Introduced in India during the Mughal era by Persian craftsmen initially, the art of Koftgiri flourished amongst the Sikligar Community who were masters in the craft of weaponry. At first, the Sikligar community created intricately embellished yet functional weapons for Mughal and Rajput warriors, but, with under the growing patronage of Rajasthan rulers, the art rapidly thrived in Udaipur. This unique inlay and outlay art was used in imperial Mughal India to decorate the arms and weaponry of the rulers. The intricate process involves inlaying or outlaying different metals into one another – typically gold and silver onto iron objects.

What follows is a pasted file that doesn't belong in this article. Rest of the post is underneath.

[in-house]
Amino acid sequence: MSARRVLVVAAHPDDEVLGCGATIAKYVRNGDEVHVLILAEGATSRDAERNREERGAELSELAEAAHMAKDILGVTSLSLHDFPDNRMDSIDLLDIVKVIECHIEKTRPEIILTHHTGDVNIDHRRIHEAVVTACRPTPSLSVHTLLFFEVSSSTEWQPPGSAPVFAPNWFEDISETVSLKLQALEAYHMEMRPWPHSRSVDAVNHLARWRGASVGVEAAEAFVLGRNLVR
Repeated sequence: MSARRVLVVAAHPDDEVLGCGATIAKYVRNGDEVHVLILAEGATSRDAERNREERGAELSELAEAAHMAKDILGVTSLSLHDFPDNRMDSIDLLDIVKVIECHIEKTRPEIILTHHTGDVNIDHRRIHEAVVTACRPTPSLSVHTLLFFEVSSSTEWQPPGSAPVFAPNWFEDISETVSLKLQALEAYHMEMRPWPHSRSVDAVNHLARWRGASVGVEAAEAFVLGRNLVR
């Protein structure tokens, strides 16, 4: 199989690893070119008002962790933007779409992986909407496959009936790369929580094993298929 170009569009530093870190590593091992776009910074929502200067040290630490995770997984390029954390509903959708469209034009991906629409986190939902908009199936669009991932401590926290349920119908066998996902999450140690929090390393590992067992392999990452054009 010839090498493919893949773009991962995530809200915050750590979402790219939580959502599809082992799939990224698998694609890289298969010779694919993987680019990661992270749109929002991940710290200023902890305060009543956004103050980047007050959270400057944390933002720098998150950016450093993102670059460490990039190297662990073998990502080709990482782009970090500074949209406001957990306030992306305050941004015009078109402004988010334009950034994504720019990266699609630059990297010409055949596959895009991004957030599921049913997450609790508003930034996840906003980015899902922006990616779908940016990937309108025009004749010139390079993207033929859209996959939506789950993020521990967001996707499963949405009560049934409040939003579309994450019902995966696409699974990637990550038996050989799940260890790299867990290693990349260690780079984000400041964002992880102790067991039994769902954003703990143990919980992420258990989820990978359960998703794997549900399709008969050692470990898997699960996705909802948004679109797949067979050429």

The whole process involved in this archaic art is herculean and fascinating at the same time. Get a firsthand experience of the intricate process involved in this traditional art as you watch the artisans scratching the surface of the metal object to be embroidered till it forms a fine lined surface. The metal object is then heated and cooled, post which it is clasped and the elaborate process of embedding begins. A crosshatching pattern is drawn on the chafed surface with silver and gold wires which is pressed and flattened using nothing else but a hakik stone (Quartz). Get mesmerized as you watch experienced Koftgiri artisan make these masterpieces during an exclusive demonstration.